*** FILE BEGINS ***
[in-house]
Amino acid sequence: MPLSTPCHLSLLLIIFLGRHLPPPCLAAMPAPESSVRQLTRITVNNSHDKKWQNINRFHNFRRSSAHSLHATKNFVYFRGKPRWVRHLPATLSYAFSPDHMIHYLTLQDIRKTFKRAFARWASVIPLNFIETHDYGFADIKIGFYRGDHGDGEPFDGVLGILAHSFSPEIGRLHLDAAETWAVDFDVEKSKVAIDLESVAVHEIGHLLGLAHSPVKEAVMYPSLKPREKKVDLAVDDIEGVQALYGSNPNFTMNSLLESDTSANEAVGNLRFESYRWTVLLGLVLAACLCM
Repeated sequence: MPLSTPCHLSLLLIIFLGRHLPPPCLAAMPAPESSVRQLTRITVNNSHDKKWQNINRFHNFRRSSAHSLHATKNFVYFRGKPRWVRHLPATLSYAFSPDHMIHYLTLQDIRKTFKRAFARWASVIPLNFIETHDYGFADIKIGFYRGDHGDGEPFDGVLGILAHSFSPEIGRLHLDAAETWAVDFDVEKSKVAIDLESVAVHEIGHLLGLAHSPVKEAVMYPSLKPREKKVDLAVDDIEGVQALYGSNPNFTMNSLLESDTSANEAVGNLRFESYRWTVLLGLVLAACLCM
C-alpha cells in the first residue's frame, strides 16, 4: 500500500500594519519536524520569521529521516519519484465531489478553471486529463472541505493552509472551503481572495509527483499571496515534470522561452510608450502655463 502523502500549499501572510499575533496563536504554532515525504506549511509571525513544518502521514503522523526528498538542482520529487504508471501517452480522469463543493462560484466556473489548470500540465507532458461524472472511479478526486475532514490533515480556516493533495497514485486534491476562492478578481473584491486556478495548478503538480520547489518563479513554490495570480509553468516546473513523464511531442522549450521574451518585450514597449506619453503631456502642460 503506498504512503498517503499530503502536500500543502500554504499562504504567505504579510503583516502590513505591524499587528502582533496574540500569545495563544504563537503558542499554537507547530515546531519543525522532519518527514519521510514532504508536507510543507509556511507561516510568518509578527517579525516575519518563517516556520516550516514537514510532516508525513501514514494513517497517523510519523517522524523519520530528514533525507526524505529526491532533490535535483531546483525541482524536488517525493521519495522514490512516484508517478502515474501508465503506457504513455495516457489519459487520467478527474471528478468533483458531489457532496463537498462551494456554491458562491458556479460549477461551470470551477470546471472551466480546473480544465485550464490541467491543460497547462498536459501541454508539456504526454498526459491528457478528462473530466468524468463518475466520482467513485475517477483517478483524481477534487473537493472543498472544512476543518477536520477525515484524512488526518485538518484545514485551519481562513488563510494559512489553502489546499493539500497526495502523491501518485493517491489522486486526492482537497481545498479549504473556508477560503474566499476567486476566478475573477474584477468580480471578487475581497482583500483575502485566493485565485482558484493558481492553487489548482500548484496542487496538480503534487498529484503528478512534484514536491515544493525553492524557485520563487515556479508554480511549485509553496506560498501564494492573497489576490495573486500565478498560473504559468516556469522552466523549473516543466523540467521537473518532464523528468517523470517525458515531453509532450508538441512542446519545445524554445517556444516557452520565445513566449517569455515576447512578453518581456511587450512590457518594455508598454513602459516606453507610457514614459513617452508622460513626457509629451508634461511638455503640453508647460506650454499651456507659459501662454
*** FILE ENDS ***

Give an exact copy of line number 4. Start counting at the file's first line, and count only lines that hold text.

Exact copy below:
C-alpha cells in the first residue's frame, strides 16, 4: 500500500500594519519536524520569521529521516519519484465531489478553471486529463472541505493552509472551503481572495509527483499571496515534470522561452510608450502655463 502523502500549499501572510499575533496563536504554532515525504506549511509571525513544518502521514503522523526528498538542482520529487504508471501517452480522469463543493462560484466556473489548470500540465507532458461524472472511479478526486475532514490533515480556516493533495497514485486534491476562492478578481473584491486556478495548478503538480520547489518563479513554490495570480509553468516546473513523464511531442522549450521574451518585450514597449506619453503631456502642460 503506498504512503498517503499530503502536500500543502500554504499562504504567505504579510503583516502590513505591524499587528502582533496574540500569545495563544504563537503558542499554537507547530515546531519543525522532519518527514519521510514532504508536507510543507509556511507561516510568518509578527517579525516575519518563517516556520516550516514537514510532516508525513501514514494513517497517523510519523517522524523519520530528514533525507526524505529526491532533490535535483531546483525541482524536488517525493521519495522514490512516484508517478502515474501508465503506457504513455495516457489519459487520467478527474471528478468533483458531489457532496463537498462551494456554491458562491458556479460549477461551470470551477470546471472551466480546473480544465485550464490541467491543460497547462498536459501541454508539456504526454498526459491528457478528462473530466468524468463518475466520482467513485475517477483517478483524481477534487473537493472543498472544512476543518477536520477525515484524512488526518485538518484545514485551519481562513488563510494559512489553502489546499493539500497526495502523491501518485493517491489522486486526492482537497481545498479549504473556508477560503474566499476567486476566478475573477474584477468580480471578487475581497482583500483575502485566493485565485482558484493558481492553487489548482500548484496542487496538480503534487498529484503528478512534484514536491515544493525553492524557485520563487515556479508554480511549485509553496506560498501564494492573497489576490495573486500565478498560473504559468516556469522552466523549473516543466523540467521537473518532464523528468517523470517525458515531453509532450508538441512542446519545445524554445517556444516557452520565445513566449517569455515576447512578453518581456511587450512590457518594455508598454513602459516606453507610457514614459513617452508622460513626457509629451508634461511638455503640453508647460506650454499651456507659459501662454